Purpose: Hard cochlear implant failures are diagnosed by objective tests whereas soft failures are suspected on the basis of clinical signs and symptoms. This study reviews our experience with children in tertiary pediatric medical center who underwent revision cochlear implantation, with emphasis on soft failures. Materials and methods: Children (age < 18 years) who underwent revision cochlear implantation from 2000 to 2012 were identified by database search. Pre- and post-explantation data were collected. Results: Twenty-six revision surgeries were performed, accounting for 7.4% of all cochlear implant surgeries at our center during the study period. The pre-explantation diagnosis was hard failure in 7 cases (27%), soft failure in 12 (46%), and medical failure in 7 (27%). On post-explantation analysis, 7/12 devices from the soft-failure group with a normal integrity test had abnormal findings, yielding a 63% false-negative rate (12/19) for the integrity test. All children regained their initial performance. Compared to hard failures, soft failures were associated with a shorter median time from first implantation to symptom onset (8 vs 25 months) but a significantly longer time from symptom onset to revision surgery (17.5 vs 3 months; P = 0.004). Conclusions: Soft cochlear implant failure in young patients poses a diagnostic challenge. A high index of suspicion is important because a delayed diagnosis may have severe consequences for language development. A normal integrity test does not unequivocally exclude device failure and is unrelated to functional outcome after revision surgery. Better education of parents and rehabilitation teams is needed in addition to more accurate diagnostic tests.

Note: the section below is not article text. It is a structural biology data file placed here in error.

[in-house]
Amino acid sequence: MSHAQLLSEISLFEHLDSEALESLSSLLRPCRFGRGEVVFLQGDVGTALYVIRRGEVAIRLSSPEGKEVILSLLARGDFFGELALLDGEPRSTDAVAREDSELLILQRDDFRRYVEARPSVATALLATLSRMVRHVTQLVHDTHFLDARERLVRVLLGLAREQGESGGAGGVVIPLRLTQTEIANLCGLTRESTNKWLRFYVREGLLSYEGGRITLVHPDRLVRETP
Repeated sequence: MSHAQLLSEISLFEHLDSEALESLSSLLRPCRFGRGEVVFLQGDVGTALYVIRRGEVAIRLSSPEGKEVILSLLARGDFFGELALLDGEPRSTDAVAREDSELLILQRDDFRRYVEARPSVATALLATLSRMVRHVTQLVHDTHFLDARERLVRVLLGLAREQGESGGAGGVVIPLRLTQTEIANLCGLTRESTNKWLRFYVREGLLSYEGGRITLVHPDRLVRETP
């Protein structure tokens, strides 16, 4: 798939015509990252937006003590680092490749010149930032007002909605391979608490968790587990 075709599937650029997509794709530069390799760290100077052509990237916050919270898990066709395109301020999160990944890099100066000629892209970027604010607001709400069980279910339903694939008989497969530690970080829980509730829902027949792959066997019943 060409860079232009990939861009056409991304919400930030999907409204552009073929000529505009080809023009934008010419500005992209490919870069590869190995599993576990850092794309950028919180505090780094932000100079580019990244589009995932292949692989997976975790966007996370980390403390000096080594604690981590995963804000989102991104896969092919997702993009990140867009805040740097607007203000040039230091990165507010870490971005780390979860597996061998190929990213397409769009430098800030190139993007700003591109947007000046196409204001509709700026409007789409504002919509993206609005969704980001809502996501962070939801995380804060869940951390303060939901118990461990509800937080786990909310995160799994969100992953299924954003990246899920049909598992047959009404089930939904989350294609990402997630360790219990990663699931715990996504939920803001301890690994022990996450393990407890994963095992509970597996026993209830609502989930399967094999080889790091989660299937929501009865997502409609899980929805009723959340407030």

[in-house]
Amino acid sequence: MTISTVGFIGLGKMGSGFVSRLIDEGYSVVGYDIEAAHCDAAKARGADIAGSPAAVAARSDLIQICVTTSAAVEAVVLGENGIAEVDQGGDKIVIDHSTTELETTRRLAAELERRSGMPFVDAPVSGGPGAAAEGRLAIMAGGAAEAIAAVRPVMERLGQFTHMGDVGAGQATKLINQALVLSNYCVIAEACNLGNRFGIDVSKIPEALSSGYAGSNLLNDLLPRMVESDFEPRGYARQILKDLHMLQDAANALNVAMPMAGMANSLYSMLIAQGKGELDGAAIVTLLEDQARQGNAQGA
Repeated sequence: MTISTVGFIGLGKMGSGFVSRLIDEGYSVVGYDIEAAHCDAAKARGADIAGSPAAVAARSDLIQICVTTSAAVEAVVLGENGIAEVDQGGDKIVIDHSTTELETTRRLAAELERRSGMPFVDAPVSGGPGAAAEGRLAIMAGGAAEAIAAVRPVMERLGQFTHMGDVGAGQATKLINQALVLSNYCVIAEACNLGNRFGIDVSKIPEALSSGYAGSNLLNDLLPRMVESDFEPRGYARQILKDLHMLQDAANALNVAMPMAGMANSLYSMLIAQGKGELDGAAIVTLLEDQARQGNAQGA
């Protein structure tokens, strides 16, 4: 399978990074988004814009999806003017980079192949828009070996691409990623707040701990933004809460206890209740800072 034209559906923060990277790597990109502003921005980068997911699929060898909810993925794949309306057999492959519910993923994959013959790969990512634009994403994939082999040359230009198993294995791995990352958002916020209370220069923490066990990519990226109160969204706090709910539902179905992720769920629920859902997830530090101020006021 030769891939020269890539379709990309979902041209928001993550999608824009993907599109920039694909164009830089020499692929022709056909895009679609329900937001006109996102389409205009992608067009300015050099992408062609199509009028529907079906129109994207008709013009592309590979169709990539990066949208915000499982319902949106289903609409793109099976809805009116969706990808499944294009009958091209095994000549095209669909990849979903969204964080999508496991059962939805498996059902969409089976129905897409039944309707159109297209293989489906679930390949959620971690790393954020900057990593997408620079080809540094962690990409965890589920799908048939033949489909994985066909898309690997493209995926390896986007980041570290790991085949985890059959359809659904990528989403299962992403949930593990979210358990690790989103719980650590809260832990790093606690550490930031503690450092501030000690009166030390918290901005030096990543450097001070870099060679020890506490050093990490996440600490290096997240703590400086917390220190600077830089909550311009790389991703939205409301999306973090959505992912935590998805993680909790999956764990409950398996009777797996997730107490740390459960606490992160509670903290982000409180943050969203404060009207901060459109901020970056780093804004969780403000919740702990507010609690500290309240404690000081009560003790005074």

|Number of pages||4|
|Journal||American Journal of Otolaryngology - Head and Neck Medicine and Surgery|
|State||Published - 1 Mar 2018|
Bibliographical notePublisher Copyright:
© 2017 Elsevier Inc.
- Cochlear implant
- Hard failure
- Soft failure
ASJC Scopus subject areas